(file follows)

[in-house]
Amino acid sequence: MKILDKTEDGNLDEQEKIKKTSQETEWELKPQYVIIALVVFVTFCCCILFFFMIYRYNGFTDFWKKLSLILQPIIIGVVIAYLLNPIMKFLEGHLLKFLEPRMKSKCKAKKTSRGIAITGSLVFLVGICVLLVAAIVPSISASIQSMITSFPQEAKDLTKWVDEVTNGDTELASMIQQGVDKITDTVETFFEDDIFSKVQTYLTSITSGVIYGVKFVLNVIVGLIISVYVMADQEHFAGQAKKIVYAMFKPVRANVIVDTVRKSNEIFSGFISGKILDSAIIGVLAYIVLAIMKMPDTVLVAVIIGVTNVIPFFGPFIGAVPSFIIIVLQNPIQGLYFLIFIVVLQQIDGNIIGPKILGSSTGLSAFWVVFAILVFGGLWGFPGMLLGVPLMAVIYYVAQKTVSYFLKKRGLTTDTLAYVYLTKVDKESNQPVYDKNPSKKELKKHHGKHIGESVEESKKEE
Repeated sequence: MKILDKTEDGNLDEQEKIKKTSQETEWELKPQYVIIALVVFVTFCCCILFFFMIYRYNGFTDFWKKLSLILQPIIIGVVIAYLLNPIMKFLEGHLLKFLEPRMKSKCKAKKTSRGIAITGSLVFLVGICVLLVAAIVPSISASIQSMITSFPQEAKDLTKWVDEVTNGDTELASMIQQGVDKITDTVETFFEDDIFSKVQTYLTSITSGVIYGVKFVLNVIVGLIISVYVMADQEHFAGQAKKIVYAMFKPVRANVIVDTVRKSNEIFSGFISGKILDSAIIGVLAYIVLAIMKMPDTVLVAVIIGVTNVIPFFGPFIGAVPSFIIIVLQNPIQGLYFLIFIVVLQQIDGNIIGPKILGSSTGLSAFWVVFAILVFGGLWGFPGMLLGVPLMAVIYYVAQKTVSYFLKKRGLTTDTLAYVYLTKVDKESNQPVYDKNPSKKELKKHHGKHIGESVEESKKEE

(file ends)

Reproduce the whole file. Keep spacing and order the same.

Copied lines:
[in-house]
Amino acid sequence: MKILDKTEDGNLDEQEKIKKTSQETEWELKPQYVIIALVVFVTFCCCILFFFMIYRYNGFTDFWKKLSLILQPIIIGVVIAYLLNPIMKFLEGHLLKFLEPRMKSKCKAKKTSRGIAITGSLVFLVGICVLLVAAIVPSISASIQSMITSFPQEAKDLTKWVDEVTNGDTELASMIQQGVDKITDTVETFFEDDIFSKVQTYLTSITSGVIYGVKFVLNVIVGLIISVYVMADQEHFAGQAKKIVYAMFKPVRANVIVDTVRKSNEIFSGFISGKILDSAIIGVLAYIVLAIMKMPDTVLVAVIIGVTNVIPFFGPFIGAVPSFIIIVLQNPIQGLYFLIFIVVLQQIDGNIIGPKILGSSTGLSAFWVVFAILVFGGLWGFPGMLLGVPLMAVIYYVAQKTVSYFLKKRGLTTDTLAYVYLTKVDKESNQPVYDKNPSKKELKKHHGKHIGESVEESKKEE
Repeated sequence: MKILDKTEDGNLDEQEKIKKTSQETEWELKPQYVIIALVVFVTFCCCILFFFMIYRYNGFTDFWKKLSLILQPIIIGVVIAYLLNPIMKFLEGHLLKFLEPRMKSKCKAKKTSRGIAITGSLVFLVGICVLLVAAIVPSISASIQSMITSFPQEAKDLTKWVDEVTNGDTELASMIQQGVDKITDTVETFFEDDIFSKVQTYLTSITSGVIYGVKFVLNVIVGLIISVYVMADQEHFAGQAKKIVYAMFKPVRANVIVDTVRKSNEIFSGFISGKILDSAIIGVLAYIVLAIMKMPDTVLVAVIIGVTNVIPFFGPFIGAVPSFIIIVLQNPIQGLYFLIFIVVLQQIDGNIIGPKILGSSTGLSAFWVVFAILVFGGLWGFPGMLLGVPLMAVIYYVAQKTVSYFLKKRGLTTDTLAYVYLTKVDKESNQPVYDKNPSKKELKKHHGKHIGESVEESKKEE